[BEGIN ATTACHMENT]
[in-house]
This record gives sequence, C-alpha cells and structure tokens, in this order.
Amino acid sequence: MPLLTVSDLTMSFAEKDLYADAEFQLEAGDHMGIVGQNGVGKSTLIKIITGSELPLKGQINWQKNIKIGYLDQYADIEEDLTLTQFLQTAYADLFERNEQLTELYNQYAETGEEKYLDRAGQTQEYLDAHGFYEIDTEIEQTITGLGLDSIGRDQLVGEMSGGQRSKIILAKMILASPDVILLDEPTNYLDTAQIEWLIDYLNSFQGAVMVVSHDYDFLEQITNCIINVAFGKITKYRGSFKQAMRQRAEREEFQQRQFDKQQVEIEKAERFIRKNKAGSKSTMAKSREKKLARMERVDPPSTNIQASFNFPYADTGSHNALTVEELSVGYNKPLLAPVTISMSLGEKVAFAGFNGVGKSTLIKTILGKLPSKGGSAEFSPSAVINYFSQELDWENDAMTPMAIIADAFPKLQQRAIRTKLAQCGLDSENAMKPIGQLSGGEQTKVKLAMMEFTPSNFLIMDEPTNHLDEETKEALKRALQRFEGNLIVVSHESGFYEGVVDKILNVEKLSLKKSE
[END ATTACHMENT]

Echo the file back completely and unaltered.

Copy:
[in-house]
This record gives sequence, C-alpha cells and structure tokens, in this order.
Amino acid sequence: MPLLTVSDLTMSFAEKDLYADAEFQLEAGDHMGIVGQNGVGKSTLIKIITGSELPLKGQINWQKNIKIGYLDQYADIEEDLTLTQFLQTAYADLFERNEQLTELYNQYAETGEEKYLDRAGQTQEYLDAHGFYEIDTEIEQTITGLGLDSIGRDQLVGEMSGGQRSKIILAKMILASPDVILLDEPTNYLDTAQIEWLIDYLNSFQGAVMVVSHDYDFLEQITNCIINVAFGKITKYRGSFKQAMRQRAEREEFQQRQFDKQQVEIEKAERFIRKNKAGSKSTMAKSREKKLARMERVDPPSTNIQASFNFPYADTGSHNALTVEELSVGYNKPLLAPVTISMSLGEKVAFAGFNGVGKSTLIKTILGKLPSKGGSAEFSPSAVINYFSQELDWENDAMTPMAIIADAFPKLQQRAIRTKLAQCGLDSENAMKPIGQLSGGEQTKVKLAMMEFTPSNFLIMDEPTNHLDEETKEALKRALQRFEGNLIVVSHESGFYEGVVDKILNVEKLSLKKSE